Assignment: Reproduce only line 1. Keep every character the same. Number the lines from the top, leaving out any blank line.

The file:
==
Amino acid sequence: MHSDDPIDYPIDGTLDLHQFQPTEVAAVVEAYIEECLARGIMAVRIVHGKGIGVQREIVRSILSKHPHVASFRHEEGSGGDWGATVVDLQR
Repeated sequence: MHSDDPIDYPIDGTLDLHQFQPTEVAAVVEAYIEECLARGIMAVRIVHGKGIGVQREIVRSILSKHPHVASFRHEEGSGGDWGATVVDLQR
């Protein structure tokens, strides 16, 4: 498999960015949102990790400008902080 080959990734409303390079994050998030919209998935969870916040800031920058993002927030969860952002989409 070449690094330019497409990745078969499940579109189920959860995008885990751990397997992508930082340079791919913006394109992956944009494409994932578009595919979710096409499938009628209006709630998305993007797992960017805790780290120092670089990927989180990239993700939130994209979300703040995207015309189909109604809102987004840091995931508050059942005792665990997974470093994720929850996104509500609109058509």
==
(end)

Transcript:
Amino acid sequence: MHSDDPIDYPIDGTLDLHQFQPTEVAAVVEAYIEECLARGIMAVRIVHGKGIGVQREIVRSILSKHPHVASFRHEEGSGGDWGATVVDLQR